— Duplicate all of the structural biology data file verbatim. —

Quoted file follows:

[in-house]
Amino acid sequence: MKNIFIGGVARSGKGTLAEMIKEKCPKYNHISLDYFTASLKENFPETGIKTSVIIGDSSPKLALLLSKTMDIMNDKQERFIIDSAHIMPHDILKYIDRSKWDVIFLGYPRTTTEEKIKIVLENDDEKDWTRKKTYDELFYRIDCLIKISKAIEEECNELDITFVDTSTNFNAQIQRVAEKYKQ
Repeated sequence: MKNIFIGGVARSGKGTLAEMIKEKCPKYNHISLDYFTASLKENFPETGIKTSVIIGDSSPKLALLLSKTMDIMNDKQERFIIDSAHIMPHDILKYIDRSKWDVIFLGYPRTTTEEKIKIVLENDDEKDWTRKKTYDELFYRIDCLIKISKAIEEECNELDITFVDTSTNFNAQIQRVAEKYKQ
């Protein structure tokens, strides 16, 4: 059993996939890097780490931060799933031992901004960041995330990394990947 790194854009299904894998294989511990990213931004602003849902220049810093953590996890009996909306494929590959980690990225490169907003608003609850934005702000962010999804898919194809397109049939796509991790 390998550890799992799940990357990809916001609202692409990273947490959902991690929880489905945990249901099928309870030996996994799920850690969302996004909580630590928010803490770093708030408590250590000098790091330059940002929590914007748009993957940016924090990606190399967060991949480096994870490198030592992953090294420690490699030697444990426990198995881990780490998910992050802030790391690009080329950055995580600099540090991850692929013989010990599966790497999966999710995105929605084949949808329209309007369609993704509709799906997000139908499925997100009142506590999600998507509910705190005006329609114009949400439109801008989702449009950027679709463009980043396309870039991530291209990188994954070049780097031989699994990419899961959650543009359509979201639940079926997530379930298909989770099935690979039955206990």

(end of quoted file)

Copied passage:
[in-house]
Amino acid sequence: MKNIFIGGVARSGKGTLAEMIKEKCPKYNHISLDYFTASLKENFPETGIKTSVIIGDSSPKLALLLSKTMDIMNDKQERFIIDSAHIMPHDILKYIDRSKWDVIFLGYPRTTTEEKIKIVLENDDEKDWTRKKTYDELFYRIDCLIKISKAIEEECNELDITFVDTSTNFNAQIQRVAEKYKQ
Repeated sequence: MKNIFIGGVARSGKGTLAEMIKEKCPKYNHISLDYFTASLKENFPETGIKTSVIIGDSSPKLALLLSKTMDIMNDKQERFIIDSAHIMPHDILKYIDRSKWDVIFLGYPRTTTEEKIKIVLENDDEKDWTRKKTYDELFYRIDCLIKISKAIEEECNELDITFVDTSTNFNAQIQRVAEKYKQ
């Protein structure tokens, strides 16, 4: 059993996939890097780490931060799933031992901004960041995330990394990947 790194854009299904894998294989511990990213931004602003849902220049810093953590996890009996909306494929590959980690990225490169907003608003609850934005702000962010999804898919194809397109049939796509991790 390998550890799992799940990357990809916001609202692409990273947490959902991690929880489905945990249901099928309870030996996994799920850690969302996004909580630590928010803490770093708030408590250590000098790091330059940002929590914007748009993957940016924090990606190399967060991949480096994870490198030592992953090294420690490699030697444990426990198995881990780490998910992050802030790391690009080329950055995580600099540090991850692929013989010990599966790497999966999710995105929605084949949808329209309007369609993704509709799906997000139908499925997100009142506590999600998507509910705190005006329609114009949400439109801008989702449009950027679709463009980043396309870039991530291209990188994954070049780097031989699994990419899961959650543009359509979201639940079926997530379930298909989770099935690979039955206990």